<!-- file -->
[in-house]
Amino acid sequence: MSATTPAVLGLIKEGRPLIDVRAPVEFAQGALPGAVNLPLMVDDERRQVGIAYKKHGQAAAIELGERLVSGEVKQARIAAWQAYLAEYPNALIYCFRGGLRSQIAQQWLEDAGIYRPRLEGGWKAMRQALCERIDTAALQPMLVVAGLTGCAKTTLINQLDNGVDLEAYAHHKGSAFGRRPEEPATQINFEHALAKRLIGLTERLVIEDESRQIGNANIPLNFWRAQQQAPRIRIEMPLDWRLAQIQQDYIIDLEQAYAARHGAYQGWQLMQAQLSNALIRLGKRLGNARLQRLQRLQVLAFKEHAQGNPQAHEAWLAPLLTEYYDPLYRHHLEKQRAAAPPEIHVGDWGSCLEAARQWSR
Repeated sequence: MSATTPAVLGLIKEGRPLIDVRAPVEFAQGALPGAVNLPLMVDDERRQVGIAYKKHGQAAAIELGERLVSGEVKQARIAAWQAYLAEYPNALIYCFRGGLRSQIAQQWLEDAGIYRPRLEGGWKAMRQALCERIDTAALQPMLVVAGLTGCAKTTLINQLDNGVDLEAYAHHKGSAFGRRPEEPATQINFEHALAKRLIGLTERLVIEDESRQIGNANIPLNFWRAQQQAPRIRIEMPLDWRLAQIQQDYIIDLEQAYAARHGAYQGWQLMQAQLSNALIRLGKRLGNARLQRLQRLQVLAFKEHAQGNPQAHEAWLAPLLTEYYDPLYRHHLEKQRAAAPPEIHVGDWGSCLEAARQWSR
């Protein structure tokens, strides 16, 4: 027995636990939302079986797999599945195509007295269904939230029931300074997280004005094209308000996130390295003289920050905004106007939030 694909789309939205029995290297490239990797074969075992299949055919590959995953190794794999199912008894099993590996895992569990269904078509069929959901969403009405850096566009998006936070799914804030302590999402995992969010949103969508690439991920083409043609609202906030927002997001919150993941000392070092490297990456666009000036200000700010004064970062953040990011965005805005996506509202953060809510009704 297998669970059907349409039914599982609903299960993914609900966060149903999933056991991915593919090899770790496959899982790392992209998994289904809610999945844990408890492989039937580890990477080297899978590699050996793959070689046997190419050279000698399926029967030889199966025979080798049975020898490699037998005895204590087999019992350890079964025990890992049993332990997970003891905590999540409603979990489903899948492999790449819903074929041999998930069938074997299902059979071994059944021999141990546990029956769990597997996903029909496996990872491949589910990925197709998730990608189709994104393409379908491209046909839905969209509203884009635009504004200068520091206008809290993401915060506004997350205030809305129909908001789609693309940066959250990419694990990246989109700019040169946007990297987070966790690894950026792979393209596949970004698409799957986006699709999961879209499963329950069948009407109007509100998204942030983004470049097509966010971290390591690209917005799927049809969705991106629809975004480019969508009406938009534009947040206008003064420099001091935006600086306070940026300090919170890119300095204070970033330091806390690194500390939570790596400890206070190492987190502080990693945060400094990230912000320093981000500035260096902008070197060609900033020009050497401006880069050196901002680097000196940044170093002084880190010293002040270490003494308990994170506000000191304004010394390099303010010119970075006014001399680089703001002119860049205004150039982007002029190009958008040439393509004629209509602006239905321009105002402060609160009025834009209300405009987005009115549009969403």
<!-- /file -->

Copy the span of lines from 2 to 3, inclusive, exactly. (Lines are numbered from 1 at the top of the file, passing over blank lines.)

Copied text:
Amino acid sequence: MSATTPAVLGLIKEGRPLIDVRAPVEFAQGALPGAVNLPLMVDDERRQVGIAYKKHGQAAAIELGERLVSGEVKQARIAAWQAYLAEYPNALIYCFRGGLRSQIAQQWLEDAGIYRPRLEGGWKAMRQALCERIDTAALQPMLVVAGLTGCAKTTLINQLDNGVDLEAYAHHKGSAFGRRPEEPATQINFEHALAKRLIGLTERLVIEDESRQIGNANIPLNFWRAQQQAPRIRIEMPLDWRLAQIQQDYIIDLEQAYAARHGAYQGWQLMQAQLSNALIRLGKRLGNARLQRLQRLQVLAFKEHAQGNPQAHEAWLAPLLTEYYDPLYRHHLEKQRAAAPPEIHVGDWGSCLEAARQWSR
Repeated sequence: MSATTPAVLGLIKEGRPLIDVRAPVEFAQGALPGAVNLPLMVDDERRQVGIAYKKHGQAAAIELGERLVSGEVKQARIAAWQAYLAEYPNALIYCFRGGLRSQIAQQWLEDAGIYRPRLEGGWKAMRQALCERIDTAALQPMLVVAGLTGCAKTTLINQLDNGVDLEAYAHHKGSAFGRRPEEPATQINFEHALAKRLIGLTERLVIEDESRQIGNANIPLNFWRAQQQAPRIRIEMPLDWRLAQIQQDYIIDLEQAYAARHGAYQGWQLMQAQLSNALIRLGKRLGNARLQRLQRLQVLAFKEHAQGNPQAHEAWLAPLLTEYYDPLYRHHLEKQRAAAPPEIHVGDWGSCLEAARQWSR